The Youth Sport Trust has responded to Sport England's latest data on children and young people's activity levels.
Key findings from the Active Lives – Children and Young People data show that during the 2019/20 academic year:
- 44.9% of young people (3.2 million) average at least 60 minutes of physical activity every day – the recommended amount set by the Chief Medical Officer. This is down from 46.8% last year – a decrease of 86,500 young people.
- 31.3% (2.3 million) of young people averaged less than 30 minutes per day (vs. 29% last year).
- During the summer term, after the first national lockdown, there had been a significant decline in young people’s confidence and competence – two of the key elements of physical literacy. The summer term saw activity levels for girls hold up better than for boys.
- Sport England say the research shows that schools play a vital role in keeping young people active – both through physical education and by providing the facilities many clubs and groups rely on
Responding to the research, Youth Sport Trust Chief Executive Ali Oliver MBE, said:
"It has been an extraordinarily difficult year for young people who have seen such huge disruption to their lives and education. This research highlights the urgent need for a bold national plan to stop the decline in young people’s development and wellbeing.
“Fewer than half of young people are averaging the Chief Medical Officers’ recommended 60 minutes of daily physical activity. This risks storing up problems for the development and wellbeing of a generation. From supporting physical, social and emotional development to fitness and health, there is so much that an active lifestyle can and should do to help young people growing up amid the crisis of a global pandemic.
Sport England’s research confirms that activity levels which were already too low have declined further during the last year. Worryingly, the real picture for young people now may be even worse during this current period of remote learning for many, and bad weather.
This research also confirms what a vital role schools play in keeping young people active and well. It is no coincidence that young people’s confidence, development and resilience declined – especially among more disadvantaged groups – during a period when many missed regular organised sport and Physical Education.
“While we are deeply concerned at the number of young people who are inactive, the fact that 3.2 million young people remained active, and many took up new activities like walking, cycling and home fitness is reason for encouragement, and should give us all something to build on.
“Amid the huge challenges of the past year, the fact that these results are not worse is a huge testament to the incredible efforts of families, schools, School Games Organisers, coaches and organisations who pulled out all the stops to adapt and get children active in new and innovative ways. Our heartfelt thanks go to all of them. We saw from the hundreds of thousands of downloads of our free resources over the past year the appetite and enthusiasm to find new ways to ensure young people didn’t miss out.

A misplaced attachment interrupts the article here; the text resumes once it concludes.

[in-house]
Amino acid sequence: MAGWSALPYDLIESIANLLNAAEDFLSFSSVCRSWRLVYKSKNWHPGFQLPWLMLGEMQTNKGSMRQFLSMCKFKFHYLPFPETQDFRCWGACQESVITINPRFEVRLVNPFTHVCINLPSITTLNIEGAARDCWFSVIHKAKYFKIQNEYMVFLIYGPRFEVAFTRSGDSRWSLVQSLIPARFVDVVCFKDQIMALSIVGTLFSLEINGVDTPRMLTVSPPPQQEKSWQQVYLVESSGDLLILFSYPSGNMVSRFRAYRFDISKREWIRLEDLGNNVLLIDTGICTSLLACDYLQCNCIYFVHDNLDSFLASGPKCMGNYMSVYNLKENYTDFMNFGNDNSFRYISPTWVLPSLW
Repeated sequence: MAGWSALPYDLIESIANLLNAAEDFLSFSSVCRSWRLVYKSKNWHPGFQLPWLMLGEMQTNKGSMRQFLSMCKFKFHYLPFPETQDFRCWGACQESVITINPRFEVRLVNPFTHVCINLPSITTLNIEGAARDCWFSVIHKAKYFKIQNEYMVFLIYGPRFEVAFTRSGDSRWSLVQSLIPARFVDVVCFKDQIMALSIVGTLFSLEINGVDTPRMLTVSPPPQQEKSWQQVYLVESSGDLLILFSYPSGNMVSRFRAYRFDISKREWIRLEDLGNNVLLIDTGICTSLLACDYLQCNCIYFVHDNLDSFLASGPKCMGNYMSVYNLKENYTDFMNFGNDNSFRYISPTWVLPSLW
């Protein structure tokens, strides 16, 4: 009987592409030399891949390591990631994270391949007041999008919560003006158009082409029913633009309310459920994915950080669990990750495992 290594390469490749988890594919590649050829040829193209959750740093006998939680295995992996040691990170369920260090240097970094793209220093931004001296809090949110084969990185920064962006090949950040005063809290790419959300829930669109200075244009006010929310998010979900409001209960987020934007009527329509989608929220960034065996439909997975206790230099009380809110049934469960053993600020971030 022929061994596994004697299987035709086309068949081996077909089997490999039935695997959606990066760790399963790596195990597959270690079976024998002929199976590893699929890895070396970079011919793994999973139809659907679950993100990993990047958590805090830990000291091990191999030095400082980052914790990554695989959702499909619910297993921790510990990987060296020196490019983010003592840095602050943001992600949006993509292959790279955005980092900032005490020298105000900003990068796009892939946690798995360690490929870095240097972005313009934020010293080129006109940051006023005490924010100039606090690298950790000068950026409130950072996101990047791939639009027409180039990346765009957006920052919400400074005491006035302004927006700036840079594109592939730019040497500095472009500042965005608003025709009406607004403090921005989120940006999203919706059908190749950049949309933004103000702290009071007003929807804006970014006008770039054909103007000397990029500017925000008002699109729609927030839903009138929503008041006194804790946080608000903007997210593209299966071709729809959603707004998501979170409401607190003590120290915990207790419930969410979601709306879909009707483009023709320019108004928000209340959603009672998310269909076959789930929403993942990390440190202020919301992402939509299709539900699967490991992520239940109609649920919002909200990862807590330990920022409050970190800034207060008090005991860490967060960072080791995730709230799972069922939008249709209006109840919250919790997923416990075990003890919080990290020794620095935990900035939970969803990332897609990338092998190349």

“Turning the tide on inactivity and guaranteeing every child the life-changing benefits that come from 60 daily minutes of sport and activity should now be central to our national recovery plan for young people. We are urging government to bring forward a new School Sport & Activity Action Plan and, in the aftermath of COVID-19, set out a bold vision for our children to be the happiest and most active in the world.”
The Schools Active Movement, representing School Sport Partnerships, also responded to the findings.
Alan Watkinson, Director of Sport Impact and Vince Brittain, CEO of Inspire+ said:
The Active Lives survey reflects an amazing effort to keep children active in extremely challenging circumstances. We see this in the professionalism, creativity and determination of our members and of the wider sector.
However, we are still in a critical situation where long-term physical and mental health is under a severe threat. Covid-19 has shone a light on some fundamental challenges for our society in terms of the extremely poor health of the nation and the capacity of the NHS to respond.
“We cannot afford to be complacent. Government now needs to harness, empower and invest in the expertise of our dedicated professionals. The School Sport and Activity Action Plan needs to provide a comprehensive and coordinated local offer backed up by a national infrastructure. It must guarantee truly accountable ringfenced funding for all schools. We must harness, empower and invest in our dedicated professionals and provide them with the tools to ensure that this generation of children are healthier, happier and more active than any generation ever before.”